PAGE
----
His position has remained consistent despite the enormous challenges he faces. It is his truth. In reality no-one knows for sure and all that matters is that we form a set of beliefs which work for us during this lifetime.
    If his beliefs provide contentment then that is all which matters. If he is wrong he may be surprised but it will do no more harm than that. If he is right it will be irrelevant because he will know nothing. I suspect his beliefs have more to do with a perceived ‘scientific position;’ which he cannot change without compromising what he perceives as his scientific integrity.

    • humblesmith says:

      If it is true that “no one knows for sure” then the statement can be phrased “I’m sure no one can be sure about religious matters” which is a self-refuting statement, since it is a statement about religion that we are supposed to be sure about.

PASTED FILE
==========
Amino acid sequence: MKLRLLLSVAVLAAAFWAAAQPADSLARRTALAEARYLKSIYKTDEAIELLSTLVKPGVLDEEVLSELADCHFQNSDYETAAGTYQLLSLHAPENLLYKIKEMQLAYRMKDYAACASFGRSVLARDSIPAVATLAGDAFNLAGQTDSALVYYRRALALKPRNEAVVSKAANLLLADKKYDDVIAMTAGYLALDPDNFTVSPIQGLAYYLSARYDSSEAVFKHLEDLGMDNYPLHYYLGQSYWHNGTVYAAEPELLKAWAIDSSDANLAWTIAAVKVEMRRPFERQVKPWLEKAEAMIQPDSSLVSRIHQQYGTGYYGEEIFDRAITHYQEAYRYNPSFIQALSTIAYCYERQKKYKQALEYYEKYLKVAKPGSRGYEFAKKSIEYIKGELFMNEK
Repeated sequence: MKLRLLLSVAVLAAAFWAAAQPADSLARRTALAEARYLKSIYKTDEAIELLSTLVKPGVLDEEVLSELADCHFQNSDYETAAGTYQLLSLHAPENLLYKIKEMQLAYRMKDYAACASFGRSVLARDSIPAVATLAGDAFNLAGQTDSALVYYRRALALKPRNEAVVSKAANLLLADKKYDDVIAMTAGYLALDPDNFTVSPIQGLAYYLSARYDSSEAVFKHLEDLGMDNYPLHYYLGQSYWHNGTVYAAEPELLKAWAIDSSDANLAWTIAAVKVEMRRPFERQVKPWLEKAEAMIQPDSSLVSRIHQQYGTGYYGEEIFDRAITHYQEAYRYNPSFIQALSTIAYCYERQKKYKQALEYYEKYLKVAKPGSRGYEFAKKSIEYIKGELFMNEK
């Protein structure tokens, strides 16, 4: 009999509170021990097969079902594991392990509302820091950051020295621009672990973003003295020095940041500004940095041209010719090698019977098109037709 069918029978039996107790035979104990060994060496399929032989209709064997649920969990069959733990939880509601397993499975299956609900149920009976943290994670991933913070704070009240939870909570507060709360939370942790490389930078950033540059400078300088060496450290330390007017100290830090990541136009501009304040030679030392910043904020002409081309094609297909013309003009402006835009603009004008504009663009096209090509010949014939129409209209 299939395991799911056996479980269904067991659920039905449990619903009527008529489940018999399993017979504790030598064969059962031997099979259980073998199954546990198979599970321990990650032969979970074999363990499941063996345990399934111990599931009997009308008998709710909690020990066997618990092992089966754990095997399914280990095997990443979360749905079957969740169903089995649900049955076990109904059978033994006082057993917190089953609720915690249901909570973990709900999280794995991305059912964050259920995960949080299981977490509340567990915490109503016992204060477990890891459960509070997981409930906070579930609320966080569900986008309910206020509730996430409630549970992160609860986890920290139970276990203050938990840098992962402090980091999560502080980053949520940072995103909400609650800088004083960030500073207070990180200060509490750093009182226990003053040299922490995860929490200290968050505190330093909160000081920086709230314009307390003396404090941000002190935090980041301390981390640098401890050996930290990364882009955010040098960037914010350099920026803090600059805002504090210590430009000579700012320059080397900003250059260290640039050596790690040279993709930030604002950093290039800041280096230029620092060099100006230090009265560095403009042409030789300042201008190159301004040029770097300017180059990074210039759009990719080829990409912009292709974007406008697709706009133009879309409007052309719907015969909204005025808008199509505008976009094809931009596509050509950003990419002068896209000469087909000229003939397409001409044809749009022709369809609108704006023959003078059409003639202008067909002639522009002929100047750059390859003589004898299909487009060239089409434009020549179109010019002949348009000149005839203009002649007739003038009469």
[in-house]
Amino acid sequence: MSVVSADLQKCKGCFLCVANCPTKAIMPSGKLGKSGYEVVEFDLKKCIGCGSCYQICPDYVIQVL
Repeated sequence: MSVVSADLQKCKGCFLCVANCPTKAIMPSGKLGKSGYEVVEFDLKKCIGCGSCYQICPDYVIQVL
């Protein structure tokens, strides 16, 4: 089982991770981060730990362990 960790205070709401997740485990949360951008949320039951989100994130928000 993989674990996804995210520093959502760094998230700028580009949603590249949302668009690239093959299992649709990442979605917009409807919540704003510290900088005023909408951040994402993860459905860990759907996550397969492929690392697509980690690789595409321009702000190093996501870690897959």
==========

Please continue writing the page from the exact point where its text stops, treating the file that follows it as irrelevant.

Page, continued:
In reality, truth is external to us, not determined by what is in our own minds. It is possible for me to form a set of beliefs in my mind which work for me, but which do not align with the reality outside of my mind. For example, I can believe that I can drive safely at 120 miles an hour through town, but the external reality shows this is not the case. And my actions will have consequences not only to me, but to others as well. In the case of Hawking, I’m sure his beliefs work quite well for him now, but when he gets to the judgement before God, he will end up suffering for it. Meanwhile, his statements influence others, and are most likely helping to cause others to move away from God and suffer eternal consequences as well. So there is indeed consequences for being wrong.